Brice appealed Judge Sacks's decision to the Board of Immigration Appeals ("BIA"). Oral argument was held and the BIA conducted an independent, de novo review of the evidence. On October 24, 1985, the BIA dismissed the appeal and afforded Brice thirty days to leave the country voluntarily. Brice filed a petition for review with this Court, automatically staying the order of deportation.

On February 24, 1986, Brice filed a motion to reopen his deportation proceedings with the BIA so that he might apply for the discretionary relief of suspension of deportation pursuant to INA Sec. 244(a) (1), 8 U.S.C. § 1254(a) (1). On March 7, 1986, Brice filed a further motion with the BIA, requesting reconsideration of its denial of his original applications. The basis of this motion was that the record and transcript of the deportation hearing before Judge Sacks were defective. On June 3, 1986, the BIA denied both motions.

Brice appeals the BIA's decisions of October 24, 1985, and June 3, 1986. He contends that the BIA improperly denied his application for asylum because it misinterpreted the applicable legal standard by requiring him to show a "clear probability of persecution." He also argues that the BIA abused its discretion by refusing to reopen his deportation proceedings to allow him to apply for suspension. Finally, he asserts that, in light of shortcomings in the administrative record, the BIA erred in refusing to reconsider its dismissal of his appeal.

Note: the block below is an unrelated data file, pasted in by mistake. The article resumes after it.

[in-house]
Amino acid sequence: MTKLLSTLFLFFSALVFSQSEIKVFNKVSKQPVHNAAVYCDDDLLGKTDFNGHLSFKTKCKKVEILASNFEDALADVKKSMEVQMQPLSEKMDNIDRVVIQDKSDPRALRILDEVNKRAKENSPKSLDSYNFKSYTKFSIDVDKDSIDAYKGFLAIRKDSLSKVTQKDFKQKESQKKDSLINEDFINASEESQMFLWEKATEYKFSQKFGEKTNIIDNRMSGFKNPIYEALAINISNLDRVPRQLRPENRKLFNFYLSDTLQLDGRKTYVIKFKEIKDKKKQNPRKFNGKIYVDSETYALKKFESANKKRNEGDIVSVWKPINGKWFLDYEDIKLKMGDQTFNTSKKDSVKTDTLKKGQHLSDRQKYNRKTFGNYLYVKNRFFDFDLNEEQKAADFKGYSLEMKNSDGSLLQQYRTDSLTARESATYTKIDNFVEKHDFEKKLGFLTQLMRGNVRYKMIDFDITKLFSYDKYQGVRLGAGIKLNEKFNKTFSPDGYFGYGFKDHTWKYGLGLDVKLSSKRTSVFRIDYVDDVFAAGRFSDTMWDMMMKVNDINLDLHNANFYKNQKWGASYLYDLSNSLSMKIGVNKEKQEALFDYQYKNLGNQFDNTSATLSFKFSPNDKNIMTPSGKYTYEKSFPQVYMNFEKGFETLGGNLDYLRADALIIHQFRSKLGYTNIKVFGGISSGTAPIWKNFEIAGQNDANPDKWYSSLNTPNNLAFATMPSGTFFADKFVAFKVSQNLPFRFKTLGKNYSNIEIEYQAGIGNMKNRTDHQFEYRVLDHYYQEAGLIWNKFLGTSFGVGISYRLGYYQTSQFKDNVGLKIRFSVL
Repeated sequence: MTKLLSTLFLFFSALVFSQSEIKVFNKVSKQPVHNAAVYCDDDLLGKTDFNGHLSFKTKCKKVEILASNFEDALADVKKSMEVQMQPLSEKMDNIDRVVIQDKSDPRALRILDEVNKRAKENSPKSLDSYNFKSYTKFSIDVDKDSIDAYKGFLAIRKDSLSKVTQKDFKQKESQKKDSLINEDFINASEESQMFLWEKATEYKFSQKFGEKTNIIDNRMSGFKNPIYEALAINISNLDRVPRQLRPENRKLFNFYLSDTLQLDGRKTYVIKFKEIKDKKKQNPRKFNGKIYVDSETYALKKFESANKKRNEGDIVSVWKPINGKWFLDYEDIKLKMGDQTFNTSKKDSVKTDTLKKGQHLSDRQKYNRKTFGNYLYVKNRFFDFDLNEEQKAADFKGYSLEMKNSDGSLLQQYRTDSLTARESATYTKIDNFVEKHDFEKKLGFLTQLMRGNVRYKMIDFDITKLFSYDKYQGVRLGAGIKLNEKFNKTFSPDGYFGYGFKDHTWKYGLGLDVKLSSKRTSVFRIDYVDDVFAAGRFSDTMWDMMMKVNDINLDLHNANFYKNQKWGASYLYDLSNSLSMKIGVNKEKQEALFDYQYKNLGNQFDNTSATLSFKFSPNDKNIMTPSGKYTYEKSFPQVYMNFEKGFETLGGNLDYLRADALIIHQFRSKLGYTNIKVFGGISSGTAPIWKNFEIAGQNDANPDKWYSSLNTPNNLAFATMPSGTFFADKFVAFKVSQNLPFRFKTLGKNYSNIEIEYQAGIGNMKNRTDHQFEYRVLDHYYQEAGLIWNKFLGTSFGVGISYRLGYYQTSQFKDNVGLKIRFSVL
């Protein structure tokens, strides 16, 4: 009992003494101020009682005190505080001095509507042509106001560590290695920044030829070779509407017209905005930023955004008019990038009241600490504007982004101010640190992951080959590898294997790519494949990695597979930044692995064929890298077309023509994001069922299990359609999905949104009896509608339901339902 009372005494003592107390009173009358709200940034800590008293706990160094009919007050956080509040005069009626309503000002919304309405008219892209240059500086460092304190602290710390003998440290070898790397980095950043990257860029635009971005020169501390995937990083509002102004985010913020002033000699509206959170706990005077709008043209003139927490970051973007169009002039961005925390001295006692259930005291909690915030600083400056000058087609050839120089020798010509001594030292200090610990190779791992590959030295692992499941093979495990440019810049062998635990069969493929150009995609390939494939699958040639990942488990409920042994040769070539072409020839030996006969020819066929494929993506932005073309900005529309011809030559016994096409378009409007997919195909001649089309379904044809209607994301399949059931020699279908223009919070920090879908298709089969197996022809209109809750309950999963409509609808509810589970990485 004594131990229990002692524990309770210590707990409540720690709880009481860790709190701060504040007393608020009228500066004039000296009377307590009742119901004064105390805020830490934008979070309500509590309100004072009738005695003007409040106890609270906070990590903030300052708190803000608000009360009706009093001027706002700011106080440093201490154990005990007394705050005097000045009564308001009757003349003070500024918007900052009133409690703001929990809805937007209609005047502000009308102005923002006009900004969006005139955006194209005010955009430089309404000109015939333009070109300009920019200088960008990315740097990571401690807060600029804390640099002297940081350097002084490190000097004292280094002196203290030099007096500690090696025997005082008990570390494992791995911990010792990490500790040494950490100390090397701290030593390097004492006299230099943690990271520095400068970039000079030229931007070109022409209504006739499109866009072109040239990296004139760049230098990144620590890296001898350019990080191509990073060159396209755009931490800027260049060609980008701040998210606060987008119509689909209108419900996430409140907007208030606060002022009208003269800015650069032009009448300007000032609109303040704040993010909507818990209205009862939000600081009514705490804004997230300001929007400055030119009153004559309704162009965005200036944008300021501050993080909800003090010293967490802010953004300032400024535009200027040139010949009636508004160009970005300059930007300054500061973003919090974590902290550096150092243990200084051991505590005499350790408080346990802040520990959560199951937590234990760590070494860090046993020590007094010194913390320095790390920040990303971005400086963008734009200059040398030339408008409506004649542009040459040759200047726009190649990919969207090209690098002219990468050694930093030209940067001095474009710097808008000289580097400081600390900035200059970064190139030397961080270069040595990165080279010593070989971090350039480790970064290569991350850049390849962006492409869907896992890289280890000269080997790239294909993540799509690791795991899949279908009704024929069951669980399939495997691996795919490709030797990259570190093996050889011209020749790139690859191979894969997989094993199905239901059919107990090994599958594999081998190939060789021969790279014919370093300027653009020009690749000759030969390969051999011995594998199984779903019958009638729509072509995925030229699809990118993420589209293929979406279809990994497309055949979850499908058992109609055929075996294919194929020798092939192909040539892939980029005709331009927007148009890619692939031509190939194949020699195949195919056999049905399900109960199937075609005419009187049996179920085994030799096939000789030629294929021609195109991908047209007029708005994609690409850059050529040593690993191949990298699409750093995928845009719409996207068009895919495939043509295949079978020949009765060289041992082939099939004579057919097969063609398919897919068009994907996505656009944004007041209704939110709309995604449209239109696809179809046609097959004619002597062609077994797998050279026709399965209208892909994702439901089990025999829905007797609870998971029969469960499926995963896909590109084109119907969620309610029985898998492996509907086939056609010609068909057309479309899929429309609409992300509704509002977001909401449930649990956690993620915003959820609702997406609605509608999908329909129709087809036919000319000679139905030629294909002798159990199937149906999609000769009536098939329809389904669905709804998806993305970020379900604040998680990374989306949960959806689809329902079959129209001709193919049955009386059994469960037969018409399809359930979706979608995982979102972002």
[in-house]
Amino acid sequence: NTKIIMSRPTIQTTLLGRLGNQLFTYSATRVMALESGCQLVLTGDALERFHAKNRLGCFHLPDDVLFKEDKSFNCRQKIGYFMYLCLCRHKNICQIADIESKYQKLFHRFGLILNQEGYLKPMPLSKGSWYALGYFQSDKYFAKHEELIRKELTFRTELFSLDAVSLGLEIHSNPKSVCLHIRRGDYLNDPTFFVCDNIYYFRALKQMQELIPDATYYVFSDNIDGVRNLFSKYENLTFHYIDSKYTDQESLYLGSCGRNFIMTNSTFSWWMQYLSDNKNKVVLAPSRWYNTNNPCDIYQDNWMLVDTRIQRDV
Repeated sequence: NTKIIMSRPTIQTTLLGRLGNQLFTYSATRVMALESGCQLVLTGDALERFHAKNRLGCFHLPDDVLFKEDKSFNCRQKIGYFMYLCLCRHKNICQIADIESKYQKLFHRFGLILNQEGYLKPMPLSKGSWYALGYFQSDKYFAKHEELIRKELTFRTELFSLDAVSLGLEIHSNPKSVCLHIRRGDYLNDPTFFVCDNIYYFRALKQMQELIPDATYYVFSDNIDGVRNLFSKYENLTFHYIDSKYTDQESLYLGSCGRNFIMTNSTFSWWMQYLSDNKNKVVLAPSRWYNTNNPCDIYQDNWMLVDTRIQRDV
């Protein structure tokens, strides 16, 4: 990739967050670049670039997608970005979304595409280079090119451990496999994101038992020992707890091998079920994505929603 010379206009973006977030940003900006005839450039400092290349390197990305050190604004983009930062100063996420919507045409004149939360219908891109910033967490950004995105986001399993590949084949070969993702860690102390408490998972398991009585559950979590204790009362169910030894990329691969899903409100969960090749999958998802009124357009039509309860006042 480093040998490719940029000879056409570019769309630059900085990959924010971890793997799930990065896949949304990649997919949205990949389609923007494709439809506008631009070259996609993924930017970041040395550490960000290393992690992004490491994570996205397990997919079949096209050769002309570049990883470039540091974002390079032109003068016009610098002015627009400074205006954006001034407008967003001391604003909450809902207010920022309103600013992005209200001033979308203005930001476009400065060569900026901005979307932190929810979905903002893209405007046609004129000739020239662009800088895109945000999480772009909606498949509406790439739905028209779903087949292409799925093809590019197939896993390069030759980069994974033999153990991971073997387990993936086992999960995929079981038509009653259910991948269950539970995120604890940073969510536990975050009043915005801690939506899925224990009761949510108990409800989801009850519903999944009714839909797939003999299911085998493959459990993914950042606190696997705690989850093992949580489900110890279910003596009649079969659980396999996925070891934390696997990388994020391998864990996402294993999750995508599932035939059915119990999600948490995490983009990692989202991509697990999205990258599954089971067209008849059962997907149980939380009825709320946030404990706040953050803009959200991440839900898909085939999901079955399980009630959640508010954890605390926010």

An alien who seeks to avoid deportation from the United States has two principal statutory remedies. INA Sec. 243(h) provides for withholding of deportation. The Attorney General shall not deport an alien to a country in which "his life or freedom would be threatened ... on account of," inter alia, his "membership in a particular social group, or [his] political opinion." In INS v. Stevic, 467 U.S. 407, 421-22, 104 S. Ct. 2489, 2496-97, 81 L. Ed. 2d 321 (1984), the Supreme Court decided that the use of the verb "would" indicates that an alien must establish a clear probability of persecution--that more likely than not he would be subject to persecution--to qualify for relief under this section.